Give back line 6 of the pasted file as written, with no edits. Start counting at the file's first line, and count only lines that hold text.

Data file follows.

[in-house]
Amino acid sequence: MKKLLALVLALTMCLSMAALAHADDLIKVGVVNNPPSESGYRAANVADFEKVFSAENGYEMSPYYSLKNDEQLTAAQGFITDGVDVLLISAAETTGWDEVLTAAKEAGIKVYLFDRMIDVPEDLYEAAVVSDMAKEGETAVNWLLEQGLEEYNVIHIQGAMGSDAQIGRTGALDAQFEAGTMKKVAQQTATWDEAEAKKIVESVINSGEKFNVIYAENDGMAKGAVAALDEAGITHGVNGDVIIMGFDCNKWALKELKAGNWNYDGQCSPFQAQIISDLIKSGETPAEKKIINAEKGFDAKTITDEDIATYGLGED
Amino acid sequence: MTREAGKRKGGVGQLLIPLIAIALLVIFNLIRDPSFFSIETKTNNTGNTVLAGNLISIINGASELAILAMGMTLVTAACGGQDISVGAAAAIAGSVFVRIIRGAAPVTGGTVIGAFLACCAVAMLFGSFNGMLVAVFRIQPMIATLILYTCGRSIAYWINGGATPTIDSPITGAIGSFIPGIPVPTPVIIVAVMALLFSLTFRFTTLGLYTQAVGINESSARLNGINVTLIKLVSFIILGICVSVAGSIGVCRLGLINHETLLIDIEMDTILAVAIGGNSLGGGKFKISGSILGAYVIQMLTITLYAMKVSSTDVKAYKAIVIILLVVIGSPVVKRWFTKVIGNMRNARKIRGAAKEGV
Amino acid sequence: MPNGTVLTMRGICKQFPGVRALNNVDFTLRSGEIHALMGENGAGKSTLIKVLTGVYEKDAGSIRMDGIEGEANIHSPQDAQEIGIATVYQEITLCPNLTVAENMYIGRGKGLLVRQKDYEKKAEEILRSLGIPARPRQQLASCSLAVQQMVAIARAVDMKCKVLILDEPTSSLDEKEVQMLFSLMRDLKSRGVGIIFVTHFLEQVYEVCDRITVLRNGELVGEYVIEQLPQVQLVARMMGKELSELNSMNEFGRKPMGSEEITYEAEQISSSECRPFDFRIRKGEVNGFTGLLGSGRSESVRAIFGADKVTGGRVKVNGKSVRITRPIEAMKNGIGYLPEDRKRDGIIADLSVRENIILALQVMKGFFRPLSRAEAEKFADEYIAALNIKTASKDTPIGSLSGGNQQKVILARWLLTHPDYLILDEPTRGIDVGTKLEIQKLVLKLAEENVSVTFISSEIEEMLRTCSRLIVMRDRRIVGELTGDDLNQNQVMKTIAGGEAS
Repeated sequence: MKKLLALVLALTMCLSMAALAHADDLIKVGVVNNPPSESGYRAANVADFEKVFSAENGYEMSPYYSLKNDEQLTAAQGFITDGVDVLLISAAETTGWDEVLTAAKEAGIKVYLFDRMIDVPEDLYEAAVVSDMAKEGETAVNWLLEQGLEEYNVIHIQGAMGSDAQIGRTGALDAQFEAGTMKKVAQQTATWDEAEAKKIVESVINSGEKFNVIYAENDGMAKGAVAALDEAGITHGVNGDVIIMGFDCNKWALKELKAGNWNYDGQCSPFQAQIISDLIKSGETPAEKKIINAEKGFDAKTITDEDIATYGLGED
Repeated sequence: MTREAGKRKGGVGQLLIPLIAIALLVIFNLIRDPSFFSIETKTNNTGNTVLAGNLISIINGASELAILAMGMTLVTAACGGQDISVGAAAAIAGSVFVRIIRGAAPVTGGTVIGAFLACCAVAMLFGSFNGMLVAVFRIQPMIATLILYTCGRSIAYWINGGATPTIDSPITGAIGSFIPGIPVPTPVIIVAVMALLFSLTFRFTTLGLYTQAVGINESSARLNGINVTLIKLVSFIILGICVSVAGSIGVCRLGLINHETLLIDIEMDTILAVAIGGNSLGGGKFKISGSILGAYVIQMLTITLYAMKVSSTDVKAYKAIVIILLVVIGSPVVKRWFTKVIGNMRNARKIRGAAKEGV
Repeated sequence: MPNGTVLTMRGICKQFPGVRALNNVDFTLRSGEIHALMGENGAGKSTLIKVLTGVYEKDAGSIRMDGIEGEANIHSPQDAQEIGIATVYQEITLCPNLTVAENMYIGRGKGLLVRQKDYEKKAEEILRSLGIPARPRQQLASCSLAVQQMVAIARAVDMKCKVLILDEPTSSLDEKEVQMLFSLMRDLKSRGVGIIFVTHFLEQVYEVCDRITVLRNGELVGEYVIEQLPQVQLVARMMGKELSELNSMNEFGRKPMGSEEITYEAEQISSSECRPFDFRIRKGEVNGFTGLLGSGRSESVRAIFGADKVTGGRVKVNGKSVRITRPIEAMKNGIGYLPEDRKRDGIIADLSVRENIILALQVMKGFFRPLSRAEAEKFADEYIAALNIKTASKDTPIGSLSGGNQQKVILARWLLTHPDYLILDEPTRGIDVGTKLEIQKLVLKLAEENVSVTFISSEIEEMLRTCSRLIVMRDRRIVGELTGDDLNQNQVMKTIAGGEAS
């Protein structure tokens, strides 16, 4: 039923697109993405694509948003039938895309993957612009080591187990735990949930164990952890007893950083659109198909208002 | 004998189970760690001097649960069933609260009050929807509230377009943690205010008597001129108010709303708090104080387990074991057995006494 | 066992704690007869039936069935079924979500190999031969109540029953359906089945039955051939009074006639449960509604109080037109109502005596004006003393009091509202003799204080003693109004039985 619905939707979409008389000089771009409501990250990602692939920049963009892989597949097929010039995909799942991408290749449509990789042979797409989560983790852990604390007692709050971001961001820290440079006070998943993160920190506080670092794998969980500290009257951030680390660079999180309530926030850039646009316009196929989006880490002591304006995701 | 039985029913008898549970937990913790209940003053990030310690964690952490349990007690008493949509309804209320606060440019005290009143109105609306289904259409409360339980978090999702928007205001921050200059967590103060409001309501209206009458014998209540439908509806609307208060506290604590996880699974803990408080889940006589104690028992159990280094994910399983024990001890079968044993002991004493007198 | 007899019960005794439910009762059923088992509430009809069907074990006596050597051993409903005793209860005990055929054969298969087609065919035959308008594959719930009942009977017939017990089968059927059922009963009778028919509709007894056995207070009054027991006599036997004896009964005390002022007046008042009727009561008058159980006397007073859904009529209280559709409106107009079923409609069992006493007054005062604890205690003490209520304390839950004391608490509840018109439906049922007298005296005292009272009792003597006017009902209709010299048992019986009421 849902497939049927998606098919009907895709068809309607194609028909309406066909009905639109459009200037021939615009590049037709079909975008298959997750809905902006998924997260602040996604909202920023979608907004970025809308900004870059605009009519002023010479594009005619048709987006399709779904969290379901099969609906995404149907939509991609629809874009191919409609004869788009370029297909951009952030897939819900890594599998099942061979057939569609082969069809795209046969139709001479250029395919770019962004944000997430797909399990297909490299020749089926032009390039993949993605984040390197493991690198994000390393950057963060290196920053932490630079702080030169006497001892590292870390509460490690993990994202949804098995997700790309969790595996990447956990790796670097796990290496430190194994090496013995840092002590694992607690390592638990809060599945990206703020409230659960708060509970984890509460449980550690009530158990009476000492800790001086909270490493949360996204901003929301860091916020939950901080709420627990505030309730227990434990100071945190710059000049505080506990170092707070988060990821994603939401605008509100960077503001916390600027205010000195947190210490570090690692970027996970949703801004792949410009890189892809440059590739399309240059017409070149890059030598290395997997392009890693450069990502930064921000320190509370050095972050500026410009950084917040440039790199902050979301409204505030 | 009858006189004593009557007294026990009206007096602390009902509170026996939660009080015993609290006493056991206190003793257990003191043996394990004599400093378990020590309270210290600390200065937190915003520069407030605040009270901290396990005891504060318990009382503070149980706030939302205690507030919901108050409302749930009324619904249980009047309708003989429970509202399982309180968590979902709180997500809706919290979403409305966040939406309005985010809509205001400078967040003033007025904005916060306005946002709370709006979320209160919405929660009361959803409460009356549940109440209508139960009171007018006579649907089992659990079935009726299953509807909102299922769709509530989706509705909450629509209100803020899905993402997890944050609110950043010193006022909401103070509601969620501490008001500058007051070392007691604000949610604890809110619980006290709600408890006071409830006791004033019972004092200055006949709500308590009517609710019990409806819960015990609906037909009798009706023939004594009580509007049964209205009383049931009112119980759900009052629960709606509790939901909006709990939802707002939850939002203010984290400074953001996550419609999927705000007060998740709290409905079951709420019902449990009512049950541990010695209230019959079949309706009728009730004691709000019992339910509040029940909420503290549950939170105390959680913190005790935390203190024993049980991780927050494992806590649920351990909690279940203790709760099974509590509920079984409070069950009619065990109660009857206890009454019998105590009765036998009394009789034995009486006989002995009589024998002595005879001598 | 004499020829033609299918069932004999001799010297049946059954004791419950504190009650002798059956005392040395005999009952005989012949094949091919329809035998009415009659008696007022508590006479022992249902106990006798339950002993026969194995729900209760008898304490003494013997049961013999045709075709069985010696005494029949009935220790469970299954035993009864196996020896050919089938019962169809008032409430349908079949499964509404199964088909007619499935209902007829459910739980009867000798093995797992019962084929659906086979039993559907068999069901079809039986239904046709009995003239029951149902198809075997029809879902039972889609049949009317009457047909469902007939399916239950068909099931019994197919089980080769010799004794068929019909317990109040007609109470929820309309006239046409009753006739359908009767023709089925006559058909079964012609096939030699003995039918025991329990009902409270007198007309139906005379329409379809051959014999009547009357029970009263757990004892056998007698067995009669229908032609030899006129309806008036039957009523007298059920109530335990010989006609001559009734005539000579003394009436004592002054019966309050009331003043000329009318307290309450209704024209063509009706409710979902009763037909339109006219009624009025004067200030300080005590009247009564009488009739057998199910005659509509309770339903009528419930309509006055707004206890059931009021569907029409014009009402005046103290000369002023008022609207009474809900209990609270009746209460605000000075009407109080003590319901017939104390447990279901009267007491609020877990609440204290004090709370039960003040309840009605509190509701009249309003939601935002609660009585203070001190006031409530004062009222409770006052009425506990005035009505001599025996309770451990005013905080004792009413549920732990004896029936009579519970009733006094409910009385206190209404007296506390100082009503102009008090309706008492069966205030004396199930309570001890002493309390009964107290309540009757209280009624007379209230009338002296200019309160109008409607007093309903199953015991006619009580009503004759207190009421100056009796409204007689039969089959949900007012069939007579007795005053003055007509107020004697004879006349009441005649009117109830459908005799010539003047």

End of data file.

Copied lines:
Repeated sequence: MTREAGKRKGGVGQLLIPLIAIALLVIFNLIRDPSFFSIETKTNNTGNTVLAGNLISIINGASELAILAMGMTLVTAACGGQDISVGAAAAIAGSVFVRIIRGAAPVTGGTVIGAFLACCAVAMLFGSFNGMLVAVFRIQPMIATLILYTCGRSIAYWINGGATPTIDSPITGAIGSFIPGIPVPTPVIIVAVMALLFSLTFRFTTLGLYTQAVGINESSARLNGINVTLIKLVSFIILGICVSVAGSIGVCRLGLINHETLLIDIEMDTILAVAIGGNSLGGGKFKISGSILGAYVIQMLTITLYAMKVSSTDVKAYKAIVIILLVVIGSPVVKRWFTKVIGNMRNARKIRGAAKEGV